When it’s properly motivated, the UN can react with lightning speed. It just has to want to, as in the case of the errant mortar shells from the Syrian civil war that inadvertently overfly the border and come down with an occasional thud on the Turkish side.
No lucid pundit can envisage any stratagem that would remotely tempt embattled Damascus despot Bashar Assad to arouse Turkish ire. Assad presumably has his hands more than full at home. He is the least likely to launch deliberate aggression against his big neighbor and thereby ostracize and endanger himself even further in an already hostile world environment.
Whatever else we have to say about Assad, and there’s plenty to rightfully badmouth him for, he certainly didn’t seek confrontation with Turkey. This isn’t his doing.
Nevertheless, it’s no less than instructive to witness the stern censure against Syria after each mortar shell that explodes in Turkish jurisdiction. One would think that this constitutes the most heinous belligerence in recent memory. And so UN Secretary-General Ban Ki-moon was rattled out of his habitual inclination for keeping lethargically mum (such as when Hamas rockets explode deep inside Israel).
The violation of Turkish territory, despite the overwhelming likelihood that it wasn’t calculated Syrian policy, positively shook Ban up. In an official statement, he informed all the peace-loving denizens of this planet that he was “alarmed by escalating tensions” between Syria and Turkey.
Gazan missiles fired for many years – and very intentionally so – at Israel’s entire South don’t upset him. Ban only expresses concern on those occasions in which Israel rises to defend its incessantly terrorized civilians.
But in the case of Islamist-led Turkey, Ban’s concern took on a resolute proactive expression. With unprecedented swiftness and solemnity, he warned against “the risk of the 18-month-long Syrian conflict embroiling the entire region.”
The manifest implication is that the Mideast is in trouble because a Turkish response is to be naturally expected, contingent on Turkey’s inalienable right to exact vengeance. Again, needless to stress, this is quite unlike what is perceived as natural and inherently justified for Israel.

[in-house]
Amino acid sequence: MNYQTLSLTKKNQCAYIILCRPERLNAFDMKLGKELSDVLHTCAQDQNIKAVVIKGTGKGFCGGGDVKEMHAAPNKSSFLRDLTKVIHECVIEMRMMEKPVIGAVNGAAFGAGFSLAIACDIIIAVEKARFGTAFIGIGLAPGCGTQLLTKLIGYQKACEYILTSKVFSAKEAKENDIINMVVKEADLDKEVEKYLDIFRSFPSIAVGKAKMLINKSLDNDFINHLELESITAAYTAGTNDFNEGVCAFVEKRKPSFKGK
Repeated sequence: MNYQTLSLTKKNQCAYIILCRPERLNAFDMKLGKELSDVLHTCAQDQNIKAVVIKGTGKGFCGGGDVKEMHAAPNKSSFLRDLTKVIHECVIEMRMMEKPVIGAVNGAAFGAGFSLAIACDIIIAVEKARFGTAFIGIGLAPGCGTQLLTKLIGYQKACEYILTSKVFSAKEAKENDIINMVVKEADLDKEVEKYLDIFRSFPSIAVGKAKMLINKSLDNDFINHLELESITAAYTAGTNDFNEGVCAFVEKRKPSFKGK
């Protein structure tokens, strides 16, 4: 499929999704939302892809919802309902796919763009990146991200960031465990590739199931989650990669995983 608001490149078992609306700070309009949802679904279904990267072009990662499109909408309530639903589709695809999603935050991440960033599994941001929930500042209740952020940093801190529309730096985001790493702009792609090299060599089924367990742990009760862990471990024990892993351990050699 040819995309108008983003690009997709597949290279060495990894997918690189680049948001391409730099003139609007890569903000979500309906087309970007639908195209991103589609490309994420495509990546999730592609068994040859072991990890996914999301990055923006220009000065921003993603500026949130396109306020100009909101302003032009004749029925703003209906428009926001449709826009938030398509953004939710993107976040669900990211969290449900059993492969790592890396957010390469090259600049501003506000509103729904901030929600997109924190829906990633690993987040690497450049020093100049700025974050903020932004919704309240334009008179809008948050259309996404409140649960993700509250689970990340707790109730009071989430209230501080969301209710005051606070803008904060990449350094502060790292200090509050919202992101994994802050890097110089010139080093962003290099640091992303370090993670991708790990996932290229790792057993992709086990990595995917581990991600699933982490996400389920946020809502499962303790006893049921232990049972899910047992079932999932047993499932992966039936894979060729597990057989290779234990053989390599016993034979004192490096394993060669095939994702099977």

But as this wasn’t about Israel, Ban’s official spokesman, Martin Nesirky, lost no time to let us all know that “the risks of regional conflict and the threat to international peace and security are increasing.”
This is never the case when Hamas, Islamic Jihad and associate proxies (boasting mutating monikers) fire rockets at Israeli kindergartens, schools, medical facilities, family homes, apartment houses, grocery stores and even the Ashkelon Power Plant that inter alia supplies Gaza with electricity.
The UN Security Council also reacted with uncharacteristic alacrity when Ankara asked it to take the “necessary action to stop Syrian aggression and ensure that Turkish territorial integrity is respected.” No sooner did Turkey squawk then the Security Council condemned what was called “the Syrian attack.” This starkly contrasts with the undisguised disdain with which numerous Israeli complaints are dismissed.
Moreover, the council’s clairvoyance had magically enabled it to determine that this was an attack and not an accident, and that said attack came from Assad’s military forces and not the insurgents who are bigheartedly armed by officially dispatched Saudi and Qatari weaponry. The fact that no international fact-finding probes were mandated in this instance might raise a few eyebrows, but apparently investigations are prescribed only in Israel’s case (invariably in order to ostensibly substantiate its guilt via due process).
In any event, the Security Council was unequivocal in the compassion it copiously showered upon the Turks. “The attack,” we were told, “highlighted the grave impact the crisis in Syria has on the security of its neighbors and on regional peace and stability.”
Syria might have fared even worse in the Security Council were it not for the obliging Russian and Chinese Assad-boosters who objected to a more severe admonition against the “grave impact to international peace and security,” as distinct from mere regional repercussions.
The council went on to sanctimoniously demand that “such violations of international law stop immediately and are not repeated.”
Ever hear anything of the like out of the same council regarding Gaza? You’re not likely to. There’s as much chance of that as of tasting the green cheese from the dark side of the moon.
Syria’s UN envoy Bashar Ja’afari repeated his patrons’ frightened apology to Ankara and assured the council that his government isn’t out to trigger combat with Turkey. But no one was listening. The Security Council called on the Syrian regime “to fully respect the sovereignty and territorial integrity of its neighbors.” Israeli territorial integrity is surely not included in this request.